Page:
(Left to right) Terence Tang, education manager at The Conservancy Association with COP28 Student Ambassadors Chung Pak Lun from La Salle College and Yau Hoi Wing from the Christian and Missionary Alliance Sun Kei Secondary School; and Lingli Ling, branding and development manager at The Conservancy Association, pose for a photo at Expo City in Dubai where COP28 is running until Dec 12. (JAN YUMUL / CHINA DAILY)
Two COP28 “student ambassadors” from Hong Kong aim to promote stronger climate action and raise awareness of the importance of fulfilling climate commitments when they return to the special administrative region from the United Nations climate change summit in Dubai.
Chung Pak-lun of La Salle College and Yau Hoi-wing from Christian and Missionary Alliance Sun Kei Secondary School are in the United Arab Emirates as observers from non-governmental organizations after they were chosen under the COP28 student ambassador training program for their environmental action proposals.
They were selected to accompany a delegation from the Conservancy Association to attend the 28th Conference of the Parties to the United Nations Framework Convention on Climate Change at Expo City. The convention, which ends on Dec 12, is also supported by the Consulate-General of the United Arab Emirates in the HKSAR
They were selected to accompany a delegation from the Conservancy Association to attend the 28th Conference of the Parties to the United Nations Framework Convention on Climate Change at Expo City. The convention, which ends on Dec 12, is also supported by the Consulate-General of the United Arab Emirates in the HKSAR.
Chung said they intend to learn more about the environment and the problems other countries and regions are facing, and were very lucky to have joined some forums.
“When we return to Hong Kong, we’ll have a lot of dialogues and discussions and, most importantly, it’s about passing the torch to the younger generation for them to understand more about what it means to contribute to climate (action) and its importance,” he told China Daily.
The two student ambassadors plan to do a lot of promotion work in schools, including their own, and give media interviews.
“I think it’s good to bring out the consequences of not acting, as seen in many countries and regions. Many of the delegates have related horrible stories of climate disasters,” said Chung.
“And, it’s not something we should take for granted. I think we’re privileged, especially in Hong Kong, where people have yet to face the consequences. But, if they don’t act, they will. I think it’s our responsibility to inspire them by telling other people’s stories.”
Yau said she found that different people have different perspectives about the COP28 conference, especially climate change. “I’ve got to understand more about their culture, and I’ve learned new ideas, such as about technology, from them, including the methods they use to alleviate their problems.”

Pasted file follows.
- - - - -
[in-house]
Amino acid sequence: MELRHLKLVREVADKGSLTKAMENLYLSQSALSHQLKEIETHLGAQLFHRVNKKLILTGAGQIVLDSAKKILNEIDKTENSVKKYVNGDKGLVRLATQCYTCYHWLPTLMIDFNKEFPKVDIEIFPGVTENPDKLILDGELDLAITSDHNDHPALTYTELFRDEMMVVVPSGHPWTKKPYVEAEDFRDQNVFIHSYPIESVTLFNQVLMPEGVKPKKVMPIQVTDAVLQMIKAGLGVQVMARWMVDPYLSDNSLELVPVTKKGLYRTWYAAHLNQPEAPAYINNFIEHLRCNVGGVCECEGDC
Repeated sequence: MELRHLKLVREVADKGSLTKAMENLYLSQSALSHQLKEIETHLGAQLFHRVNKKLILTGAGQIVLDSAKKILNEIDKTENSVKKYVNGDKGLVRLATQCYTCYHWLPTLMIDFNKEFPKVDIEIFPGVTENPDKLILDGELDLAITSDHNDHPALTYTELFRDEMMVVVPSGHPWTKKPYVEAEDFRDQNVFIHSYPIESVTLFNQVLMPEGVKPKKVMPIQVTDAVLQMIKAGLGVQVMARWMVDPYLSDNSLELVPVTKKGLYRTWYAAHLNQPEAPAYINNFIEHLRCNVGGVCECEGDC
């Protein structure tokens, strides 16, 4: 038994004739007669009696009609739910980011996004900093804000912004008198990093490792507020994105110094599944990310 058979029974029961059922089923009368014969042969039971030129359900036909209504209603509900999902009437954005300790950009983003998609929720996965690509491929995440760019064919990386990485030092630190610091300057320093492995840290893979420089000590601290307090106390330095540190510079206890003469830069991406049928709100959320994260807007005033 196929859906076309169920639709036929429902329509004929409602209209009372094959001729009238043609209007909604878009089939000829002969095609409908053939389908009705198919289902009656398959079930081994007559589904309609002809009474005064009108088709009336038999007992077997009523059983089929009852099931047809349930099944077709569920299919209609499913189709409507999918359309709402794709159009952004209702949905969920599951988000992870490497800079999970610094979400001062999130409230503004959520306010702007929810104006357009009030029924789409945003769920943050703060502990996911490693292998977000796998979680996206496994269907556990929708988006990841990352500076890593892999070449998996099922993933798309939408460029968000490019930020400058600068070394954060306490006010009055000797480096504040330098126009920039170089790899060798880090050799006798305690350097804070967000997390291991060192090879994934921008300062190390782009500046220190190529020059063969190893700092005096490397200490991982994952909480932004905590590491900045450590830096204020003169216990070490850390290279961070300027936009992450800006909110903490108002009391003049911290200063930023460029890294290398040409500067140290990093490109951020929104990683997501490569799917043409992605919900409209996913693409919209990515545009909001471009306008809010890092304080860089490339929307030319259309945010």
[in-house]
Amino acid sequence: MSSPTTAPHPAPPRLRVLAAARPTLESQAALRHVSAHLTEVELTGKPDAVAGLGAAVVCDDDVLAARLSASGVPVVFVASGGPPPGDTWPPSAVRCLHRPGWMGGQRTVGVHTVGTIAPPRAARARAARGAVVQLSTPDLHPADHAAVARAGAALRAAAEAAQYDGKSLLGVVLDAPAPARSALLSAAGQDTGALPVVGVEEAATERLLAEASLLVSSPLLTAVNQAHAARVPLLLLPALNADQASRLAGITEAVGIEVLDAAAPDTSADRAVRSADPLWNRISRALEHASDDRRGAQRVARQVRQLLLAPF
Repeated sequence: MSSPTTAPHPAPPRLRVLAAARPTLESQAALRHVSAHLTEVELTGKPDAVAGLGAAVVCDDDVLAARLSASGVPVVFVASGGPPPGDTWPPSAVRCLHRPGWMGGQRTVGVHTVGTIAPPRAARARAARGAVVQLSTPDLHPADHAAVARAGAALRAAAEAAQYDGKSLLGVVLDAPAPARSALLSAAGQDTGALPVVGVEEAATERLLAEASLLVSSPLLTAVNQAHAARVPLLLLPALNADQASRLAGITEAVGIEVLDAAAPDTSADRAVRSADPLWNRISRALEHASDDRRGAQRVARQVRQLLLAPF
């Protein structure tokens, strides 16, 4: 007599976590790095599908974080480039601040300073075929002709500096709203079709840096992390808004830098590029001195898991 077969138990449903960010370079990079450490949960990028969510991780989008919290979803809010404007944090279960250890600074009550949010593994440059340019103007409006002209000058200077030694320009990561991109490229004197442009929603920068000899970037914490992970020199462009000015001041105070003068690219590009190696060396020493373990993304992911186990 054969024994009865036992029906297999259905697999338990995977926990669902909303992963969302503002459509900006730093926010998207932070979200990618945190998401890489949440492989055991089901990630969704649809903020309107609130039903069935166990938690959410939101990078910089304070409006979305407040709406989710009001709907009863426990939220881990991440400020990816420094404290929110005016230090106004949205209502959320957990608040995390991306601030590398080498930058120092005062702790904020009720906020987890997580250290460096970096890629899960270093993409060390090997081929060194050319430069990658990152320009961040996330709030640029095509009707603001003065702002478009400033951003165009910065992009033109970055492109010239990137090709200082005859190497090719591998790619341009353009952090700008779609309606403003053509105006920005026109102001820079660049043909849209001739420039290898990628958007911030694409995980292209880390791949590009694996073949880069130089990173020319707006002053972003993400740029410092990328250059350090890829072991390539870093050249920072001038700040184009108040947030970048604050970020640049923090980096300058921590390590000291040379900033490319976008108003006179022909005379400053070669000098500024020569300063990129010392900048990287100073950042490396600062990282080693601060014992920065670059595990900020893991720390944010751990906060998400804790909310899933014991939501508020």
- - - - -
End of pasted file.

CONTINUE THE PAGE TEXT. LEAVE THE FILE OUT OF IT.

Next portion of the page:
She said, compared to some developing countries in Africa, the HKSAR does not have severe climate problems. So, so people’s awareness of the effects of environmental challenges may be lower because “we don’t have much experience in serious flooding or droughts”.
“Hong Kong is a financial hub for business. I think Hong Kong may be able to make a bigger contribution in financing environmental protection,” she said.
Chung reckons that Hong Kong needs to raise the community’s awareness of climate problems because, if they aren’t involved, they might not know much about the environment.
“Most of them see it as an uncontrollable problem. Obviously, it isn’t. The issue we’re facing is that people don’t believe that what they do could spark change,” he said.
“I think it’s easy for them to realize that the effort they make can make a difference, and that negligence could lead to adverse circumstances and, down the line, it’s not sustainable for us to live that way,” Chung added.
Terence Tang, education manager at The Conservancy Association, said he was glad to see so many Hong Kong delegates at the event as the HKSAR government has a long-term plan to reduce carbon emissions and attain its goals before 2050.
“I hope this will be the benchmark for Hong Kong. Members of the public can do much better because Hong Kong is a commercial center,” said Tang, adding that too much focus has been placed on finance, money and entertainment.
He said, for Hong Kong people, protecting the environment may not be their top priority, but it’s improving. Chung said he had done a lot in cleaning up beaches, and had taken part in recycling campaigns.
“The problem is that it’s often very small in scale. There’re two problems involved. First, it’s not really sustainable because we need to get more people to organize these activities and join them. In the long run, the waste created far exceeds the amount we’re able to cleanup,” said Chung.
“Second, we’re unable to catch up with the industrial effects we’re facing because all of the machinery, the factories, even in terms of transportation, can cause a greater environmental impact than what we can do in cleaning up beaches. So, I think what we need is not only on the ground. The authorities must take the initiative. I think that’s really important.”
The HKSAR government has said it will strive to achieve carbon neutrality before 2050, and the interim decarbonization target is to cut greenhouse emissions in the city by 50 percent before 2035, compared to the 2005 level.
The SAR government unveiled its Climate Action Plan 2050 in October 2021, outlining four major decarbonization strategies -- net-zero electricity generation; energy saving and green buildings; green transport; and waste reduction. The interim targets will contribute to realizing carbon neutrality for Hong Kong before 2050.
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